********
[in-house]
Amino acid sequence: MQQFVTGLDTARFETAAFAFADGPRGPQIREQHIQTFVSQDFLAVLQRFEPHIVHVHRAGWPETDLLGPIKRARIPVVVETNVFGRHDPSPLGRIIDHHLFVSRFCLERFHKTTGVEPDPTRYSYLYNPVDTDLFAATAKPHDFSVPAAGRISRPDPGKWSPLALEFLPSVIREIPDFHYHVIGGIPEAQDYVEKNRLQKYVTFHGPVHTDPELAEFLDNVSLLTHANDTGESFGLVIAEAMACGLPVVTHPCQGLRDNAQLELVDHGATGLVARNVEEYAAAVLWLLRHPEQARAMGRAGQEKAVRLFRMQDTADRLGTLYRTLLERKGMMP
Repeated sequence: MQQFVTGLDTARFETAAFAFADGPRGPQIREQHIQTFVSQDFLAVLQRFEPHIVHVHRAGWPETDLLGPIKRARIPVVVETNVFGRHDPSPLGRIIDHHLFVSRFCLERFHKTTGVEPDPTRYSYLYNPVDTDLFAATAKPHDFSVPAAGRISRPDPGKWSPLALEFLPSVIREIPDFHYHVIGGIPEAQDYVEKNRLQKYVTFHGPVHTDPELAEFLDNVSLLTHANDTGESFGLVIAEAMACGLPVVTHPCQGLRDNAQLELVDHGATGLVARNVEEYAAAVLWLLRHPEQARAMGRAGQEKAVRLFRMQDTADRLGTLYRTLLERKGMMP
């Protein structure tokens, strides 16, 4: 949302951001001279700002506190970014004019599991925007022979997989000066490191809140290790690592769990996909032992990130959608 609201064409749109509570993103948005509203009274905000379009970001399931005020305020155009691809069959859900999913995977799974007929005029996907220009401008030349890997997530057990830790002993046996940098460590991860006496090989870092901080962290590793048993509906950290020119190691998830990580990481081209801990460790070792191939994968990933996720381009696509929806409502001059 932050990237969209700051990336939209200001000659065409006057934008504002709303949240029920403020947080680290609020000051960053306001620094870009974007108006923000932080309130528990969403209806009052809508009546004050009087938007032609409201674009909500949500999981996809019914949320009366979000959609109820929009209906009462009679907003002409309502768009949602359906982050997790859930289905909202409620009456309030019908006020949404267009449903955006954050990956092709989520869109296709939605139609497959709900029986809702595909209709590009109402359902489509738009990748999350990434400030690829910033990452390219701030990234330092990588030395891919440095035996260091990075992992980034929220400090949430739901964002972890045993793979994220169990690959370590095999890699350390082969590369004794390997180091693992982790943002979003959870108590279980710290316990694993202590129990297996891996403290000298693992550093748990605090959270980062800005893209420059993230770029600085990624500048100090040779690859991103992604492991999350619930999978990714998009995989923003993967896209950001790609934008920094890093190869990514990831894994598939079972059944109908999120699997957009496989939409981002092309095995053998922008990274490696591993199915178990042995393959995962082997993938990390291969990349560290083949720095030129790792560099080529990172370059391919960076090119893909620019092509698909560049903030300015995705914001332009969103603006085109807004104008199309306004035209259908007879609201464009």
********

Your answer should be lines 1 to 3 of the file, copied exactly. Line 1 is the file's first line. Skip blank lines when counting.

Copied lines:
[in-house]
Amino acid sequence: MQQFVTGLDTARFETAAFAFADGPRGPQIREQHIQTFVSQDFLAVLQRFEPHIVHVHRAGWPETDLLGPIKRARIPVVVETNVFGRHDPSPLGRIIDHHLFVSRFCLERFHKTTGVEPDPTRYSYLYNPVDTDLFAATAKPHDFSVPAAGRISRPDPGKWSPLALEFLPSVIREIPDFHYHVIGGIPEAQDYVEKNRLQKYVTFHGPVHTDPELAEFLDNVSLLTHANDTGESFGLVIAEAMACGLPVVTHPCQGLRDNAQLELVDHGATGLVARNVEEYAAAVLWLLRHPEQARAMGRAGQEKAVRLFRMQDTADRLGTLYRTLLERKGMMP
Repeated sequence: MQQFVTGLDTARFETAAFAFADGPRGPQIREQHIQTFVSQDFLAVLQRFEPHIVHVHRAGWPETDLLGPIKRARIPVVVETNVFGRHDPSPLGRIIDHHLFVSRFCLERFHKTTGVEPDPTRYSYLYNPVDTDLFAATAKPHDFSVPAAGRISRPDPGKWSPLALEFLPSVIREIPDFHYHVIGGIPEAQDYVEKNRLQKYVTFHGPVHTDPELAEFLDNVSLLTHANDTGESFGLVIAEAMACGLPVVTHPCQGLRDNAQLELVDHGATGLVARNVEEYAAAVLWLLRHPEQARAMGRAGQEKAVRLFRMQDTADRLGTLYRTLLERKGMMP